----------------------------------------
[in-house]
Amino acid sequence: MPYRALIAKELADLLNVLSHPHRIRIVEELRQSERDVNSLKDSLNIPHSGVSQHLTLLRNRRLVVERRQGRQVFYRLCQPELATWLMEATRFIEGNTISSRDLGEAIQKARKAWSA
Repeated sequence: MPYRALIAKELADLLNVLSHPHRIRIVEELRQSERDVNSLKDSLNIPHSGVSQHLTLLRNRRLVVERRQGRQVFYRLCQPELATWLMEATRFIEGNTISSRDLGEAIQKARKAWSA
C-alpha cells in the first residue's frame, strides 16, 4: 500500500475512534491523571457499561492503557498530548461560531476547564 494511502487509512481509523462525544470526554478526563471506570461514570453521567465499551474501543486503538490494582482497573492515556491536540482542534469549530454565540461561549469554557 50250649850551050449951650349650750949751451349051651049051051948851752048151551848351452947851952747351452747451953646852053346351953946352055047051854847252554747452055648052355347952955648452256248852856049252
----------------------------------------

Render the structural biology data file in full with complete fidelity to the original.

[in-house]
Amino acid sequence: MPYRALIAKELADLLNVLSHPHRIRIVEELRQSERDVNSLKDSLNIPHSGVSQHLTLLRNRRLVVERRQGRQVFYRLCQPELATWLMEATRFIEGNTISSRDLGEAIQKARKAWSA
Repeated sequence: MPYRALIAKELADLLNVLSHPHRIRIVEELRQSERDVNSLKDSLNIPHSGVSQHLTLLRNRRLVVERRQGRQVFYRLCQPELATWLMEATRFIEGNTISSRDLGEAIQKARKAWSA
C-alpha cells in the first residue's frame, strides 16, 4: 500500500475512534491523571457499561492503557498530548461560531476547564 494511502487509512481509523462525544470526554478526563471506570461514570453521567465499551474501543486503538490494582482497573492515556491536540482542534469549530454565540461561549469554557 50250649850551050449951650349650750949751451349051651049051051948851752048151551848351452947851952747351452747451953646852053346351953946352055047051854847252554747452055648052355347952955648452256248852856049252